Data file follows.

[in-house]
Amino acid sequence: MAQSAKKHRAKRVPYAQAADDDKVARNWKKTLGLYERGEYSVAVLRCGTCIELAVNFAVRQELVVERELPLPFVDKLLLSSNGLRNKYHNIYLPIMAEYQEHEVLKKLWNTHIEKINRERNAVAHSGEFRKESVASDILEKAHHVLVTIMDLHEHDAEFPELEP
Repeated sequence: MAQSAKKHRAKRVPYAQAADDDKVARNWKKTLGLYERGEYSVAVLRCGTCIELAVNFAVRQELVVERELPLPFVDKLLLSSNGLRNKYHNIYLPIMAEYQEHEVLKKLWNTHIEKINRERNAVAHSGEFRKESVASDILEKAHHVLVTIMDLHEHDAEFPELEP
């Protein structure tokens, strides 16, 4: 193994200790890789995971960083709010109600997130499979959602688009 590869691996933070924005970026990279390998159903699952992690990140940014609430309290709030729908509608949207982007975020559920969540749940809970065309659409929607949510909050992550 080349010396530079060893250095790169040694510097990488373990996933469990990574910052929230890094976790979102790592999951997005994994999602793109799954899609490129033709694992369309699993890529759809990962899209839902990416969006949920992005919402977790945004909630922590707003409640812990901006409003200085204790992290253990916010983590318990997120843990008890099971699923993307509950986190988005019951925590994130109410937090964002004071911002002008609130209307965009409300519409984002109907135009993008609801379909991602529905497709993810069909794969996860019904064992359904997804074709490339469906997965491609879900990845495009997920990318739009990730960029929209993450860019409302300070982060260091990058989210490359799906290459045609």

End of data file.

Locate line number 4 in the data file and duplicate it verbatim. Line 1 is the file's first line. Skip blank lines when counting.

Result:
């Protein structure tokens, strides 16, 4: 193994200790890789995971960083709010109600997130499979959602688009 590869691996933070924005970026990279390998159903699952992690990140940014609430309290709030729908509608949207982007975020559920969540749940809970065309659409929607949510909050992550 080349010396530079060893250095790169040694510097990488373990996933469990990574910052929230890094976790979102790592999951997005994994999602793109799954899609490129033709694992369309699993890529759809990962899209839902990416969006949920992005919402977790945004909630922590707003409640812990901006409003200085204790992290253990916010983590318990997120843990008890099971699923993307509950986190988005019951925590994130109410937090964002004071911002002008609130209307965009409300519409984002109907135009993008609801379909991602529905497709993810069909794969996860019904064992359904997804074709490339469906997965491609879900990845495009997920990318739009990730960029929209993450860019409302300070982060260091990058989210490359799906290459045609």